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Avoiding Video Conferencing Fatigue

The WFH model is now an integral feature of virtually every white-collar professional’s daily routine. Freed from the daily grind of an energy-draining commute to the office, most knowledge industry workers report they are starting work earlier and fully engaged for longer hours. This would seem to be a recipe for added productivity, particularly when linked to new video communication technologies. But for many workers, the physical limits of Zoom-type technologies and the natural inclinations of bosses to ensure full engagement of dispersed teams can lead to WFH burnout.

Exploring these two powerful forces through the eyes of a multimedia expert working in a professional services environment can yield some surprisingly common-sense solutions. Patrick Convery, Senior Marketing Manager at MRINetwork, one of the world’s leading talent access organizations, addresses the challenge for employees from a technology and management perspective.

“Most of my professional life has involved work in front of and behind a camera – capturing vivid images and smart dialogue to drive training, internal communication, and B-to-B thought leadership content to build brands,” says Convery. “My background should have fully prepared me for the sudden transition to a full-time WFH situation driven by the pandemic. But I got caught in the trap between video technology and an overcompensation for the lack of quality face-to-face time with team members and clients.”

Technology-savvy Convery initially welcomed the elimination of a three-hour round-trip commute to the office and was excited about the added time to accomplish more work – both faster and more effectively. He soon found, however, that his new-found productive time was consumed by an endless series of video calls and his inability to protect those precious hours to accomplish critical tasks.

He created a path out of the technology and time trap through three axioms, which are applicable to almost any role in the new world of work.

Axiom 1:  Video calls are unnatural acts. Make them as natural as possible.

As user friendly as new Zoom technologies are, they all force participants to live in a one-screen, one-position environment. Patrick notes, “In normal, live, face to-face meetings, you can shift positions, move from side- to-side, cross your legs, and look pensively out the window as you absorb your colleague’s comments. Your listening skills are engaged and your body language is adding a communication layer to the speaker who senses your response to the dialogue.” Convery offers two key production tips:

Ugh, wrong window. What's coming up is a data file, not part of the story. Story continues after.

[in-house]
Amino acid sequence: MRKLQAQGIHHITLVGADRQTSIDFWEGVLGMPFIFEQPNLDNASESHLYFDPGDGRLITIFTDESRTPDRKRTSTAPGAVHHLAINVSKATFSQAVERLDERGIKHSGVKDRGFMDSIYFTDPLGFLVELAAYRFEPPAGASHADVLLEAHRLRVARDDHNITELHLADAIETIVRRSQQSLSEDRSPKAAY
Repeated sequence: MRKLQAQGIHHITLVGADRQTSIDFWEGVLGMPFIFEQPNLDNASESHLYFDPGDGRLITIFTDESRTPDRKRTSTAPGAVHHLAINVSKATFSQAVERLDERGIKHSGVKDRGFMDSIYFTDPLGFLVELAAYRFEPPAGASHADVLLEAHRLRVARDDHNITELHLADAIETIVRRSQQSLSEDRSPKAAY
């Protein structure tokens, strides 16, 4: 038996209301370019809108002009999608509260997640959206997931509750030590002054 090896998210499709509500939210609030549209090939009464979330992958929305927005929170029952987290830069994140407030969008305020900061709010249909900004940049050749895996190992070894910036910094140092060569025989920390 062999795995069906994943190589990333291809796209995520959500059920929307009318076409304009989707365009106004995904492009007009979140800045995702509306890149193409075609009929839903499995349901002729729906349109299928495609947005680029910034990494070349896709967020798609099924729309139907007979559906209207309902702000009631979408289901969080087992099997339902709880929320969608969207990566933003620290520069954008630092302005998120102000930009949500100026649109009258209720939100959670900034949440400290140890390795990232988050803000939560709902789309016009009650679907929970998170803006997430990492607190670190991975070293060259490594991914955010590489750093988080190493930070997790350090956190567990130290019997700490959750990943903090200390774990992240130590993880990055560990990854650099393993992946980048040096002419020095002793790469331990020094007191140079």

• Use a camera angle that allows you to shift between sitting and standing. Controlled motion promotes more natural participation. Use a standing desk or elevate the position of the camera. When standing don’t hesitate to look off to the side as if looking out a window from time to time (even if it is an imaginary window). It provides a non-verbal cue expressing your interest in the comments to the speaker or the audience.
  • Avoid the Brady Bunch effect – don’t try to look at all the participants at once for any length of time. Shift from the gallery view to speaker mode for a more natural focus on the speaker. Every so often, go to voice-only to allow for a brief stretching exercise.

Axiom 2:  Consider an old-fashioned phone call for quick routine exchanges.

You remember phone calls, right? Hassle free, simple to arrange, and easily managed to be short and concise. Don’t hesitate to turn down a video request and suggest a voice-only alternative.

Axiom 3:  Don’t suffer in silence.

If your schedule is overloaded with video check-ins, say something! Tell your boss that too frequent, lengthy, and often unfocused video calls are not productive for anyone. So far, technology hasn’t provided a solution for that important comment with a colleague traded briefly around the water cooler or as a quick question over the office partition. Until technology delivers that immediacy (and be assured it is being worked on right now), Convery notes, “You must be assertive and jealously protect that most precious commodity, time, to successfully get a job completed. If you need to block off your calendar to focus on executing tasks and guard against additional calls and meetings being added to your day – do it and don’t feel about it.”